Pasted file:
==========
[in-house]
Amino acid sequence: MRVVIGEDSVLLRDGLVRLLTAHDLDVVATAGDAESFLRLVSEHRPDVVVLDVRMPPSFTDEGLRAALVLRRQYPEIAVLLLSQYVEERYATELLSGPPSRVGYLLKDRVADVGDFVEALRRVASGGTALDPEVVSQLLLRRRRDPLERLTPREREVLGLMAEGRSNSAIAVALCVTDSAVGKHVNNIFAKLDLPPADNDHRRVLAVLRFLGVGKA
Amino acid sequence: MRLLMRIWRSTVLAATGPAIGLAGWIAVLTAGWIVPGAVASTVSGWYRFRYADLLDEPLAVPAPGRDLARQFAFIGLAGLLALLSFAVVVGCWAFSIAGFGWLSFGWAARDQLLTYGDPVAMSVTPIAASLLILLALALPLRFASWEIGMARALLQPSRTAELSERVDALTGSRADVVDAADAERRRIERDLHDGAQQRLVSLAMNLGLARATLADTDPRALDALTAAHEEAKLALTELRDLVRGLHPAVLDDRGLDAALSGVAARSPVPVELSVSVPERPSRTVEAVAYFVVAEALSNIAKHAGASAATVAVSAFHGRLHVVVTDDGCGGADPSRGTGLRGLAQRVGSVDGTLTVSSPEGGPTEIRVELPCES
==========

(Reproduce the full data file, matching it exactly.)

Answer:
[in-house]
Amino acid sequence: MRVVIGEDSVLLRDGLVRLLTAHDLDVVATAGDAESFLRLVSEHRPDVVVLDVRMPPSFTDEGLRAALVLRRQYPEIAVLLLSQYVEERYATELLSGPPSRVGYLLKDRVADVGDFVEALRRVASGGTALDPEVVSQLLLRRRRDPLERLTPREREVLGLMAEGRSNSAIAVALCVTDSAVGKHVNNIFAKLDLPPADNDHRRVLAVLRFLGVGKA
Amino acid sequence: MRLLMRIWRSTVLAATGPAIGLAGWIAVLTAGWIVPGAVASTVSGWYRFRYADLLDEPLAVPAPGRDLARQFAFIGLAGLLALLSFAVVVGCWAFSIAGFGWLSFGWAARDQLLTYGDPVAMSVTPIAASLLILLALALPLRFASWEIGMARALLQPSRTAELSERVDALTGSRADVVDAADAERRRIERDLHDGAQQRLVSLAMNLGLARATLADTDPRALDALTAAHEEAKLALTELRDLVRGLHPAVLDDRGLDAALSGVAARSPVPVELSVSVPERPSRTVEAVAYFVVAEALSNIAKHAGASAATVAVSAFHGRLHVVVTDDGCGGADPSRGTGLRGLAQRVGSVDGTLTVSSPEGGPTEIRVELPCES